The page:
Tárion's smile vanished again. 'The Rings,' he said flatly.
On the Falmacilya, the two Elves from Valinor lay side by side on the deck, wrapped in their cloaks. On the other side of the ship, near the bow, a group of Númenorean soldiers sat up late, talking and drinking. Every now and again, an outburst of merriment drifted along the length of the deck towards the stern.
The Elves were silent. Their waking eyes drank in the glory of Varda's stars adorning the vast expanse of the sky. But the view was less splendid than it could have been, as part of it was obscured by wisps of cloud that foretold them the fair weather of the previous days might not last. The wind, too, was rising, and the noises of the ship increased. They had covered more than half the distance separating Númenor from Lindon, and the signs they were leaving the mild climes of the south were increasing.
At the moment, however, it was not the risk of running into a spring gale that occupied Gildor's mind. 'Now the Ciryatur of Númenor may spread the rumour that we are lovers,' he said when he deemed ther silence had lasted long enough.
'That is plain,' replied Glorfindel. 'Do not let it bother you overmuch...' he paused for a while, '... unless you regret declining his generous offer of a private cabin?'
'Well... I glanced into one of the cabins yesterday. They have feather beds. I was sorely tempted to accept.'
'You are a pampered youth, Gildor.'
'I am older than your second body.'
'Which is very young,' Glorfindel countered, mildly amused. 'I wonder why you do not deny you are pampered.'
Gildor snorted. 'Some charges do not merit denial.'
'Such as the Ciryatur's suggestion that we are more than friends.'
Rolling to his side with a fluid movement, Gildor studied Glorfindel in the starlit darkness. The blond hair of the twice-embodied one - the same hue as his own, but straighter - gleamed softly, framing a noble face shining with a light of its own. 'You deliberately prolonged the contact to provoke him.'
'I did,' his companion admitted. 'I allowed myself to be a little... vexed by the man's obtrusive interrogation.' His eyes glinted. 'He was even worse than you.'
Gildor sighed. He knew no more than the Ciryatur did regarding the other Elf's errand. Not for want of trying to find out - he had pried long enough, even suggesting that Glorfindel had grown tired of telling the Eldar of Valinor the story of the Fall of Gondolin and was looking for a new audience in Middle-earth. But the other Elf had remained tight-lipped. But as frivolous curiosity was Gildor's predominant motive to leave the Blessed but not Very Eventful Realm, he guessed he was lucky that Glorfindel the Balrog Slayer deigned to accept his company at all.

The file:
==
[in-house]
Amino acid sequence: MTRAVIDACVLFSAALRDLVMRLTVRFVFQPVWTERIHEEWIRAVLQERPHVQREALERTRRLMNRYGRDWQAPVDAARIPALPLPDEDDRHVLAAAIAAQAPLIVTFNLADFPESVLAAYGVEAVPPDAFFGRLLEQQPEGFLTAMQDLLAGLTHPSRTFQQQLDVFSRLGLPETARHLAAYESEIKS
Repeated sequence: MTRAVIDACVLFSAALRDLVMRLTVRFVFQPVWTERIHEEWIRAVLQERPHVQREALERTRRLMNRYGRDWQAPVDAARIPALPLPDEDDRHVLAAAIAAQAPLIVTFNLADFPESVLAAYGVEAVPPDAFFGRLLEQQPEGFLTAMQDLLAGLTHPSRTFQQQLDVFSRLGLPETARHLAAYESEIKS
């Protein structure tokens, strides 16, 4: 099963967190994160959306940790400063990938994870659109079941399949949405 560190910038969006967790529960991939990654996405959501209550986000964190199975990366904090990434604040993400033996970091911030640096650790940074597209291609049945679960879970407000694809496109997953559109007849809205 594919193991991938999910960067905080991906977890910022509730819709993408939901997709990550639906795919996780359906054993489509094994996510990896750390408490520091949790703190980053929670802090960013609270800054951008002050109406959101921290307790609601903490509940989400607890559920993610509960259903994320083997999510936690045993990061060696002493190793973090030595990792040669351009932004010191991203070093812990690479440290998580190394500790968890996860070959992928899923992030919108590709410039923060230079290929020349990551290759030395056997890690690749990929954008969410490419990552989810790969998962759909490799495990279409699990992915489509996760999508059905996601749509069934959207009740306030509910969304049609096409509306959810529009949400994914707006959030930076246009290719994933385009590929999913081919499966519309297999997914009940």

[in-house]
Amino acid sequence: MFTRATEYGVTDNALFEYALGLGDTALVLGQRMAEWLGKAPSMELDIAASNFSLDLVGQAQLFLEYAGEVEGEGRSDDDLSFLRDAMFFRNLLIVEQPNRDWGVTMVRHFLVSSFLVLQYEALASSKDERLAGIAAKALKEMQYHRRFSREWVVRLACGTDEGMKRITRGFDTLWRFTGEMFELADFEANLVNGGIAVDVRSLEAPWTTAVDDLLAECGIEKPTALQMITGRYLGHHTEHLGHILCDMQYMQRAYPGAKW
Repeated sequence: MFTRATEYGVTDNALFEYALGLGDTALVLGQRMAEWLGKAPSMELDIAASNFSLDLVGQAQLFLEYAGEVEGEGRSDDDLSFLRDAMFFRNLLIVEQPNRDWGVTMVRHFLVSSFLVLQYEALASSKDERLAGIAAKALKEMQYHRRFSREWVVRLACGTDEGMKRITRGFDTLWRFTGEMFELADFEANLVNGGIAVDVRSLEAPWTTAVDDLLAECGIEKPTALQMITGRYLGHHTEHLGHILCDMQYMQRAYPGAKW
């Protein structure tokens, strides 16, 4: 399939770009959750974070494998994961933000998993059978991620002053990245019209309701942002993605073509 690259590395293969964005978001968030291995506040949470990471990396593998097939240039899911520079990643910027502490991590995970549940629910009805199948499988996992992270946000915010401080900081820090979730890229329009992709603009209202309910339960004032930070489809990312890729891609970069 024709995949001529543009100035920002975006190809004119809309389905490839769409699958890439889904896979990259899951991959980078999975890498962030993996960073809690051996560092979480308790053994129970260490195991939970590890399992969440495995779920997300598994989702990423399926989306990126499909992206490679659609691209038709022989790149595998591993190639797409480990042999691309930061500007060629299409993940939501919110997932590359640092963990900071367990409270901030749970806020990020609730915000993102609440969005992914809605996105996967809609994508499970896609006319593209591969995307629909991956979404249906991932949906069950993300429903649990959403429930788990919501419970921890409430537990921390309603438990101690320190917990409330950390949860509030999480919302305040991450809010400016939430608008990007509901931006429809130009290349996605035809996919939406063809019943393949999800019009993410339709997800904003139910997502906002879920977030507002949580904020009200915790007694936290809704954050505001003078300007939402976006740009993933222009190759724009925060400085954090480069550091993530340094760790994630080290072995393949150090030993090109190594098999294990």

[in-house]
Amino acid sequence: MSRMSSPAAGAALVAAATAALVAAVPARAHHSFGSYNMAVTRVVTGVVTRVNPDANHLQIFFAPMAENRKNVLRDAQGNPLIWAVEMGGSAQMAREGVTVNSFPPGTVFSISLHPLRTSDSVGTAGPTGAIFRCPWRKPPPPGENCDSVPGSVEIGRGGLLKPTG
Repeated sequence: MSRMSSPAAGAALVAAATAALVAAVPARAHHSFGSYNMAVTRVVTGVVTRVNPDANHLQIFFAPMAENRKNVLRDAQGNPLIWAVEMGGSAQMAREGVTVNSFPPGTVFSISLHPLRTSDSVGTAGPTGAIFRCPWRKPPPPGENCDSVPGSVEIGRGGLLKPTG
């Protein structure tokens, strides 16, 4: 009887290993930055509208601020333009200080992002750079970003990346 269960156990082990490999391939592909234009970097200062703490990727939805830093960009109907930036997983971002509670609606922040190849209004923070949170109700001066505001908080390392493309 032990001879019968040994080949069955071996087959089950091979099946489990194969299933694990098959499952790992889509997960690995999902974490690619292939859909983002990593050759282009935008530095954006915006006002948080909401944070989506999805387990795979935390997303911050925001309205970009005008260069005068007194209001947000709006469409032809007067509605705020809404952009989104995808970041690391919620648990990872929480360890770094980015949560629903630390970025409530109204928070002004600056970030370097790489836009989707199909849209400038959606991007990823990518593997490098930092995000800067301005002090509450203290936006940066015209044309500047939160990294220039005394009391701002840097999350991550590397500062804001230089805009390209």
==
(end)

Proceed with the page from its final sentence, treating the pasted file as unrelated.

As he was wide awake and felt no desire to explore the paths of his dreams yet, he prolonged the conversation by changing subject.
'What do you think of Men in general?' he asked. Unlike Gildor himself, Glorfindel had repeatedly visited Númenor. Having had ample opportunity to study the race, he must have formed an opinion.
'You mean, Men as opposed to Women?' Glorfindel inquired innocently, just before the wind carried a gust of Númenorean laughter towards them.
'I think you know what I mean.'
After a thoughtful and lengthy silence Glorfindel replied: 'The only mortals I ever met are the Dúnedain. They are a mighty people, strong, valiant, enterprising, great craftsmen and mariners. But the first time I saw them they were more like the Firstborn than they have become since: wiser, the light in their eyes shining more brightly - and less envious of our long lives. There is a struggle going on in their souls: they are restless, ever seeking what is new and strange, sailing to the ends of the earth to find it - yet they would reject the Gift of Death that saves them from growing bored and weary of the world.'
'But is it not tempting to want what you cannot have,' Gildor heard himself say.
'And since when have you grown so experienced that you would know this?'
Gildor laughed and rolled onto his back again, stretching himself. 'It is something my grandfather told me once.'
'Ah!' Glorfindel said. 'Your grandfather. Yes, he would.'
But I did not say it on his authority alone, Gildor thought.
(1)This will be explained later (in case there are people who want an explanation).